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Tape has been making a comeback of late. As we will discuss in an upcoming webinar, the tape industry has focused on its advantages in the archive market, but we are also seeing a resurgence of tape for backup. There are certainly areas where disk has a clear advantage over tape, but don't assume that it will totally replace tape. Tape can increase the retention of your backups and reduce your investment in the disk front end.
The Role of Disk in Backup
Most day-to-day restore requests do not involve recovery of complete servers or even virtual machines, but rather a file or two that was accidentally deleted or saved over. This is an ideal use case for disk. It's perfect when you need quick access to a very small piece of data.
Restores that do involve recovery of a complete server or virtual machine are less common, but more critical. In these cases, restores--even from disk--may be too slow. The current generation of virtualized focused backup utilities now starts the virtual image directly from the backup disk, without data transfer.
[ How do you overcome deduplication-related performance problems? Read Deduplication Performance: More Than Processing Power. ]
Another area that disk has an advantage is off-site replication. Modern backup applications and disk appliances that implement deduplication can leverage that technology to replicate data to a remote site or provider. Getting the working set off-site soon after the backup completes is another key advantage.
The Cost of the Last 10%
While 90% of restore requests involve getting only the most recent copy of data, the remaining 10% of requests are what drives up backup costs. These restore requests involve a previous version or versions of a particular file. Such requests require backup storage that is typically 5 to 10 times the size of production storage. (As discussed above, 90% of restore requests come from the most recent copy of that data--the 1X part. The remaining 10% of restores come from the remaining 4X-9X.) This 10% of restore requests typically occur in response to things like legal or research--not disasters. Therefore, the speed at which they need to be started generally not an important factor.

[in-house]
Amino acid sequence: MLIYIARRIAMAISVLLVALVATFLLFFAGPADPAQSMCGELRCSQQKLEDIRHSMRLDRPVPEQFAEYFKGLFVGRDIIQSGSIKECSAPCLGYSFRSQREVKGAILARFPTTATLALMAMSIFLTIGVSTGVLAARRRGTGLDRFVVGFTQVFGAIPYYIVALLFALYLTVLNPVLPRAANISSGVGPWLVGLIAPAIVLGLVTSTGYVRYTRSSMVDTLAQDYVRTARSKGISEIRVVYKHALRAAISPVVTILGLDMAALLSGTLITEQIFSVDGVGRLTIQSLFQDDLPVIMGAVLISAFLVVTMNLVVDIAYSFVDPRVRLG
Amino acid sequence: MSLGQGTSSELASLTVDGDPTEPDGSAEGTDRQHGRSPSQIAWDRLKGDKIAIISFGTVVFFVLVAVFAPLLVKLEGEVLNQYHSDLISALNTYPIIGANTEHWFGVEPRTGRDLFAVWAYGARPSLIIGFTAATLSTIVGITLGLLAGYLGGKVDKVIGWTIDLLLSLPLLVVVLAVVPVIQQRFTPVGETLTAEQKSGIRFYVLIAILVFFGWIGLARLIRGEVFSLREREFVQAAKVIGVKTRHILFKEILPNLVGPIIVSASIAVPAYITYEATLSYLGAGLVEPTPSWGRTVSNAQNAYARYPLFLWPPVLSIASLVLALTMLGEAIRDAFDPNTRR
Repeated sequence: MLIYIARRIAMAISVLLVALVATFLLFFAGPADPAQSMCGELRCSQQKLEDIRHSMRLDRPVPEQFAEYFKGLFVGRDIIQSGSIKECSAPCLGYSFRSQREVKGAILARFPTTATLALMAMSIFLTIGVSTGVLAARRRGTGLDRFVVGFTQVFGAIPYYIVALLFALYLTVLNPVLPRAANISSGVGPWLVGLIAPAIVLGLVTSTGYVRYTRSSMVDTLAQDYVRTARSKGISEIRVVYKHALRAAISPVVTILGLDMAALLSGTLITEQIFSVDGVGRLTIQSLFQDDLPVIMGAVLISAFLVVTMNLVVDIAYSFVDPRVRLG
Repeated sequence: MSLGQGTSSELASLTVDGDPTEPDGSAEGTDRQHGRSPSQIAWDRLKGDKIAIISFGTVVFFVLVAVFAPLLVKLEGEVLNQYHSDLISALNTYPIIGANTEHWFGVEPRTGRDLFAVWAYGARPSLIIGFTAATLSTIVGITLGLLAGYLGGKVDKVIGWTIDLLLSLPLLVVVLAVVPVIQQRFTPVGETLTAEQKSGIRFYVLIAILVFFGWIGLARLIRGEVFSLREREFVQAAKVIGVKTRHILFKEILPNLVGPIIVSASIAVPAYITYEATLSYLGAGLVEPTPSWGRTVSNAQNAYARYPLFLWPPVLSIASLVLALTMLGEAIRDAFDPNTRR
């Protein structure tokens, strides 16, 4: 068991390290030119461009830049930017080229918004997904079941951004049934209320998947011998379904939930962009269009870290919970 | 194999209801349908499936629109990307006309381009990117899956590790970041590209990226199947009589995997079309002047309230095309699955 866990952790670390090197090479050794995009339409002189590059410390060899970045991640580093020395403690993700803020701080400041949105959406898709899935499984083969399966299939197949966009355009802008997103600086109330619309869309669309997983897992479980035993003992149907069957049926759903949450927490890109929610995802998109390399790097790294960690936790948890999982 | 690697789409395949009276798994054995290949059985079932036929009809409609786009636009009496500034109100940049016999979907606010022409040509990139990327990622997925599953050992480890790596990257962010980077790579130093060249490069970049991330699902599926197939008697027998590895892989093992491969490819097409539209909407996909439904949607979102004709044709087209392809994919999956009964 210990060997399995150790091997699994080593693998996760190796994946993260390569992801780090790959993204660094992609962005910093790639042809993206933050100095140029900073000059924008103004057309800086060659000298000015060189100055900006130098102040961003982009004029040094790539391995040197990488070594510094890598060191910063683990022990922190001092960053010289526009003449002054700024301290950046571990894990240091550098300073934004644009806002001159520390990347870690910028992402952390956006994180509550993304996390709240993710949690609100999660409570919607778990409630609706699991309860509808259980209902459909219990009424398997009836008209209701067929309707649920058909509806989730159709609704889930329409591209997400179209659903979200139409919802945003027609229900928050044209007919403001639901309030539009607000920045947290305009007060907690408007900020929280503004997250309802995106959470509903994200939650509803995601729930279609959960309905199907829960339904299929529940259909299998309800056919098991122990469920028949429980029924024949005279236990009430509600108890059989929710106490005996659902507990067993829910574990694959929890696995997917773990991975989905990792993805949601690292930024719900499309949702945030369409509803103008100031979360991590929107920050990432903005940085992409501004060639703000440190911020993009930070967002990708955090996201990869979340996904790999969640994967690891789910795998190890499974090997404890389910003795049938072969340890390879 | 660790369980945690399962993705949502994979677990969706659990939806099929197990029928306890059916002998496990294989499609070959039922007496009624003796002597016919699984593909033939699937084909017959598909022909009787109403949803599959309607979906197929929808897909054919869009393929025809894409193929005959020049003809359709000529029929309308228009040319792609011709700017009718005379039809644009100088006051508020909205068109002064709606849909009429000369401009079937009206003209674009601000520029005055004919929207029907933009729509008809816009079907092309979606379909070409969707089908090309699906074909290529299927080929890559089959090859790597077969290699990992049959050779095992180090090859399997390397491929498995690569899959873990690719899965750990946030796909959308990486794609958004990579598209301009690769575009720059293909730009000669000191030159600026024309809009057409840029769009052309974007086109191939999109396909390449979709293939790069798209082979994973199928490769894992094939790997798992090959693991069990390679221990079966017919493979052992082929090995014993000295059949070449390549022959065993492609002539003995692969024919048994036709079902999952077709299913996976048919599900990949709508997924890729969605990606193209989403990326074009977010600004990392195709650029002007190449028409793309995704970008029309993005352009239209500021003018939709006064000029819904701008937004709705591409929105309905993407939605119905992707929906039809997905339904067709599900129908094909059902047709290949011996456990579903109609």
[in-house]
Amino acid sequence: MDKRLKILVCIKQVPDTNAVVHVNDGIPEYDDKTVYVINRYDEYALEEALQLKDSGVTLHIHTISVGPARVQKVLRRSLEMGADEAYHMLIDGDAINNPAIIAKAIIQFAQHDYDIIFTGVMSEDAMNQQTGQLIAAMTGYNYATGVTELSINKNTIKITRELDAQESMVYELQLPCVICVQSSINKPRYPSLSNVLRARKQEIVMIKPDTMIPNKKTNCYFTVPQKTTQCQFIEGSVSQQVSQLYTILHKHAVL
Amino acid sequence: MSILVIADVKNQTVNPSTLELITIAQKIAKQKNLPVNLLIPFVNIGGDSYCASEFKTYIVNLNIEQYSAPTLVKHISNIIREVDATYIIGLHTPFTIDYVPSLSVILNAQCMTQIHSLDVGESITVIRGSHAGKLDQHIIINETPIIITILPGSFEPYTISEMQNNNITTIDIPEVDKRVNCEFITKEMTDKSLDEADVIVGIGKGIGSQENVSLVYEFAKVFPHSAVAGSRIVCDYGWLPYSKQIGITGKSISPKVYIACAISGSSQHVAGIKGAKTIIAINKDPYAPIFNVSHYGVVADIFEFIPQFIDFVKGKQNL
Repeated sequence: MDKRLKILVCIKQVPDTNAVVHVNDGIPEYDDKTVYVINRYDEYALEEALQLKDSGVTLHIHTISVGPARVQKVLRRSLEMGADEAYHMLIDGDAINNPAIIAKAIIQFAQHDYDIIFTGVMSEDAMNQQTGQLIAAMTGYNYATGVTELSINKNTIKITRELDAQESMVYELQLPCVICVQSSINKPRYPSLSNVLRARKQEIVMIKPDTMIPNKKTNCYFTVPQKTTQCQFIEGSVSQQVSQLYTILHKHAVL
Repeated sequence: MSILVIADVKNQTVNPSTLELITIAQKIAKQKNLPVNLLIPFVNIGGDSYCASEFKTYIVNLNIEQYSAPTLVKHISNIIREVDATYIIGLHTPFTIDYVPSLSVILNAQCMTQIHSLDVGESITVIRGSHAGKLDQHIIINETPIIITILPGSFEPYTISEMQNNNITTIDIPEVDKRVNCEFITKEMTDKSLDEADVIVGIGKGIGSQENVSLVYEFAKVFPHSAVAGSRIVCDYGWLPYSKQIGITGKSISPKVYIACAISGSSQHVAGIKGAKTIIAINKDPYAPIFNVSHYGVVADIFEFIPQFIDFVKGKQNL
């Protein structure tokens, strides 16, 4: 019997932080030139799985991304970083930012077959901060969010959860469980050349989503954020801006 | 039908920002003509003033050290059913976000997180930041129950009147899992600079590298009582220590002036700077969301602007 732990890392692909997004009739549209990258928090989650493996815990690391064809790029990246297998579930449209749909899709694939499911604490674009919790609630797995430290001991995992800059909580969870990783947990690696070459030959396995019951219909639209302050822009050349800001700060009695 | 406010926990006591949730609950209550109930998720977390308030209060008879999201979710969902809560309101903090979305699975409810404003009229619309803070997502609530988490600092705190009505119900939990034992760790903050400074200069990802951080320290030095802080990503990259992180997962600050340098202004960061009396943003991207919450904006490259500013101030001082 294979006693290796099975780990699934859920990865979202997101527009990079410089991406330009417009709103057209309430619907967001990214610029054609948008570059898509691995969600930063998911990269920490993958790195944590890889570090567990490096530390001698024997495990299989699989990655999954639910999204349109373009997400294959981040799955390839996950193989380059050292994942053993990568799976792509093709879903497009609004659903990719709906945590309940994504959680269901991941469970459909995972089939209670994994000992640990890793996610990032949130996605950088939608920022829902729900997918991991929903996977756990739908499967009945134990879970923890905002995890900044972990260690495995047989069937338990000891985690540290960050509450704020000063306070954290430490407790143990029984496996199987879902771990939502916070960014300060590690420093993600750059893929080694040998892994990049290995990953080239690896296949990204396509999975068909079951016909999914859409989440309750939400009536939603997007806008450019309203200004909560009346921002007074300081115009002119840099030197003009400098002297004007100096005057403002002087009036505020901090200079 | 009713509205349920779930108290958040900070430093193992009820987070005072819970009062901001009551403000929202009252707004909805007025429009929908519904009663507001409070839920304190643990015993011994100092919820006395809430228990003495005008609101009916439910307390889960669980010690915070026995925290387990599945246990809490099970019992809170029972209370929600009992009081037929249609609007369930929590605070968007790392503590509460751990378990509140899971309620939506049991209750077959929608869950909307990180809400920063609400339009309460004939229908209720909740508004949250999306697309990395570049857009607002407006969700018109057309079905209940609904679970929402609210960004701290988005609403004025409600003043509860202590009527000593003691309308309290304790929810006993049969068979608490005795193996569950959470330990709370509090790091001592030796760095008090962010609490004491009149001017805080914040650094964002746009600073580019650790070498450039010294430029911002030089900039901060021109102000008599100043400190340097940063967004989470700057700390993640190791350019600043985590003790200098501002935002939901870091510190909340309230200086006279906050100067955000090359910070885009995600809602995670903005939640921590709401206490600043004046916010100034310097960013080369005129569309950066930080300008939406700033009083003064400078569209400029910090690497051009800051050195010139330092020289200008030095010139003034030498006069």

The disk backup appliance industry has invested heavily in making disk able to handle this final set of restore requests. Technology like deduplication and scale-out storage make it possible for disk to complete the task. But just because you can technologically accomplish something, does it make sense to do so?
The Case for Tape
As I will discuss in the webinar The Four Reasons The Data Center is Returning To Tape, tape can lower the overall cost of backup storage as well as increase reliability. Tape is an ideal location for the 4X-9X copies of data that are not stored on disk. With LTO 6, tape capacity will move to 8TBs/cartridge, making the cost and space required to store that remaining set of data very affordable.
What about performance and reliability? As I discussed in my recent article, with LTO 6 tape can be written to at 210 MB/s. The concern for most users is the latency--the time it takes to mount a tape drive. For that 10% of restores, however, the time it takes to get started is not a primary issue, and once tape gets moving, it can restore data at least as fast as disk can.
Reliability issues are more a function of how tape is handled and transported than about the physical media. Tape has constantly been shown to have lower error rates than disk, and disk error rates become substantially higher as the capacity per drive increases. Libraries greatly reduce and can even eliminate media handling.
Instead of attempting an all-in-one solution, it might make sense to design a backup strategy that uses disk to store the most recent copy of data, and tape for everything else. This is especially true in larger data centers where the size of that 9X is measured in petabytes.
The advantage of this strategy is that it lets both technologies do what they do best: Disk handles the front end while tape stores long-term copies. Deduplication on disk can still be leveraged to increase the number of working set copies that are maintained on disk. In this design, disk and tape complement each other. Disk backup appliances that support direct streaming to tape should be able to stream tape drives at LTO6 speeds, so copies to tape can occur very quickly.
Reintroducing tape into the backup process should slow the pace at which you add disk backup appliances since the working set of data grows at a much slower rate than does retained data. It also should allow you to cost-effectively meet demands for increased retention time.
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